Brooks Range Question

Where's Bruce?

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Call me crazy but the more I research outfitters and hunting packages in this part of Alaska, the less inclined I am to "sign up" and entrust some stranger to put me on game. So now I'm thinking, why not go with an experienced AK resident, charter a plane to fly over the area and land us somewhere where we see game. I know ya can't hunt for a day on a fly in trip but at least you'll know there's animals near your camp. The original idea was to fly in-float out and cover a lot of ground but then I considered the advantage of being able to fly in-fly out from a base camp based on actually seeing animals you wanna hunt while still having the option to float out if things don't pan out. It's a simple thing to call in GPS coordinates for pick-up anywhere out there with a decent natural runway.

Too many times I have read horror stories of guys being flown into a central camp where they sat for a week with a bunch of other hunters "waiting" for their turn to fly to their hunting area. Issues arose that caused delays in getting out (not always weather related) and sometimes guys were dropped in areas devoid of any sign. Basically plopped into the heart of Hell to wait for their extraction. This is a place where you can easily die and some hunters have because they could not get out...some forgotten by their outfitter, others left because of mechanical failures and the outfitter left em out there instead of calling someone else to retrieve em. I know...it's unfathomable but true. I watched one program where the guys had rifle hunted brown bears eight years in a row with the same outfitter and still never got a shot off. When you're spending tens of thousands of dollars per hunt...that's brutal!

So maybe spending the money on a bigger plane with greater fuel capacity and flying into a general area without a fixed location in mind but instead, waiting until you spot the (bear, moose, caribou, etc.) you intend to hunt before putting down and setting up camp is a better option. Even if it that takes a few days...it still seems like a logical alternative to the norm, does it not? Are there factors I am not considering? To me it seems like a way to ensure you're not hitting areas that have been stepped on a lot or for whatever reason...aren't holding animals. Scout from the air, wait till you see something that gets your blood pumping, land nearby (or ahead of a moving migration if that's the case) and set up camp. Make sense? I realize some people aren't gonna consider this "scouting" but I am not one of them. It's big country and traditional scouting isn't practical.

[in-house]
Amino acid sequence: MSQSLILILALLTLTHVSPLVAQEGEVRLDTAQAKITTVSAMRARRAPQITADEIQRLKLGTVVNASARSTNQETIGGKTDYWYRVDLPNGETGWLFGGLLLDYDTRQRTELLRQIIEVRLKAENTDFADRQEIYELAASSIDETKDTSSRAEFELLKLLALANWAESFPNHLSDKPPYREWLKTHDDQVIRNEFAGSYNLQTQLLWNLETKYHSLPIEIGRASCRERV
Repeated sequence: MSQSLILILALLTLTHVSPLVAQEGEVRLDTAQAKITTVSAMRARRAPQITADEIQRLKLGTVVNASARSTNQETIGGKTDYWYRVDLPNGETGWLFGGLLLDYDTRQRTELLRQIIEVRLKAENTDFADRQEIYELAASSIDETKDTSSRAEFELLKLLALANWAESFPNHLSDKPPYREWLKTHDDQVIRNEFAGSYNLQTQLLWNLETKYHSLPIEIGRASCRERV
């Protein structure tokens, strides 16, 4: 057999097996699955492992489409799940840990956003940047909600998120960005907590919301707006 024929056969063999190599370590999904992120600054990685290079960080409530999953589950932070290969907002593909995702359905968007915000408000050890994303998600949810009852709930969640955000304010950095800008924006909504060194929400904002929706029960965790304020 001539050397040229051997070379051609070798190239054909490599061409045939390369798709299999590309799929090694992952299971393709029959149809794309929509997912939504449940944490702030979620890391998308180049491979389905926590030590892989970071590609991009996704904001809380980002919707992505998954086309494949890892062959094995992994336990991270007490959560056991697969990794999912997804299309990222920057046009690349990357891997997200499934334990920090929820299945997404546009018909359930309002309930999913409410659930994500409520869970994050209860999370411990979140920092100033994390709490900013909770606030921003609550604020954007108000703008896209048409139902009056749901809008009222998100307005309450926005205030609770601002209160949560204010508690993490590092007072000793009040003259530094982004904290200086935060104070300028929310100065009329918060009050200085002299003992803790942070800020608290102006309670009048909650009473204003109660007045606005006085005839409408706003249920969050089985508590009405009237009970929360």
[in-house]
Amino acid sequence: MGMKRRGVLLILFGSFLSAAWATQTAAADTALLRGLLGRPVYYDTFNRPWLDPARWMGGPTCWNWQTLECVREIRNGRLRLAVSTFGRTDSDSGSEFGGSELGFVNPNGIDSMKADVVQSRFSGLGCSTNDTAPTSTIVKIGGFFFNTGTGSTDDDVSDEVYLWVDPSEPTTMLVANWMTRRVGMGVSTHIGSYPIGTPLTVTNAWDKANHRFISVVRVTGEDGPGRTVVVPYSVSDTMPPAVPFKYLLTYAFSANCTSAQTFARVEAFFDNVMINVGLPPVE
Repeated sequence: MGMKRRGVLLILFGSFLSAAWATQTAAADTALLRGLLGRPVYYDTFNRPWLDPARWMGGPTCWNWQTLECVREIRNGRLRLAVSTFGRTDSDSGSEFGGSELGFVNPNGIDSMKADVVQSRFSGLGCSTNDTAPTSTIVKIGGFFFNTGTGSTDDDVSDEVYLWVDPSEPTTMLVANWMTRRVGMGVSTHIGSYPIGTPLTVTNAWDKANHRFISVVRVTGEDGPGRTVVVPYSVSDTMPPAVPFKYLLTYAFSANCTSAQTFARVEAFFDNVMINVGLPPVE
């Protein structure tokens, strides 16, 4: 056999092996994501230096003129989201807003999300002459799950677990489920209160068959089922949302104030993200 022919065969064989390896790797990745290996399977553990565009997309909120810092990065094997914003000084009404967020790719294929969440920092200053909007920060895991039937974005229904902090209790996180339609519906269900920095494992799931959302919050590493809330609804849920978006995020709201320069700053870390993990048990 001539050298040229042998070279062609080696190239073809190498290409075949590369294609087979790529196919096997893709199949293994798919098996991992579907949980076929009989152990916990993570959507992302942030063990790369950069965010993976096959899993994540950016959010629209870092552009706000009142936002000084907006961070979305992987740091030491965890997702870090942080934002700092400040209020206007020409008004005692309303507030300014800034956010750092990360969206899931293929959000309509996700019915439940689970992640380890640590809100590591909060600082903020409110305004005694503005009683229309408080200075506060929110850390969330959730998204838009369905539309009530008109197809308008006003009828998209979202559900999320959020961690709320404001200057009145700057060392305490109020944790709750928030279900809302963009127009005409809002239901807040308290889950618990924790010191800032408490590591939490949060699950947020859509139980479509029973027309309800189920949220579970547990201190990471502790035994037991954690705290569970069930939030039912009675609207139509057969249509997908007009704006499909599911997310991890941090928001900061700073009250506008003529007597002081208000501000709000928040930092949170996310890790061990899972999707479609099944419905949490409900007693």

Would really like to hear from those who have hunted AK's interior, especially the central southern portion of the BR.

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rayporter

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we done a float for bou up there. it took 3 days to get into game and we passed several camps that had not seen a thing. my guess is they never did see animals.

and we were successful.
 

Ranger619

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I totally get the outfitter apprehension. I would think there could be a couple of issues. The first being the ability to find a natural landing strip near the animals you spot. The second being extraction could still be challenging. Weather is going to be the same problem either way to get picked up. I would also check on how busy your charter is. I imagine the charter company is going to have the plane in the air as much as possible to keep the cash register ringing, so it could still be a wait to get picked depending on their schedule. It certainly sounds like an idea to check into though. I know I will never spend the money on my own sheep hunt, but have thought about teaming up with a resident to tag along on their sheep hunt. I could swing the plane ticket cost. I have all the gear to go on a sheep hunt and am in good shape, just not the dollars for a guide. Good luck with the research and I hope it works for you.
 

Beendare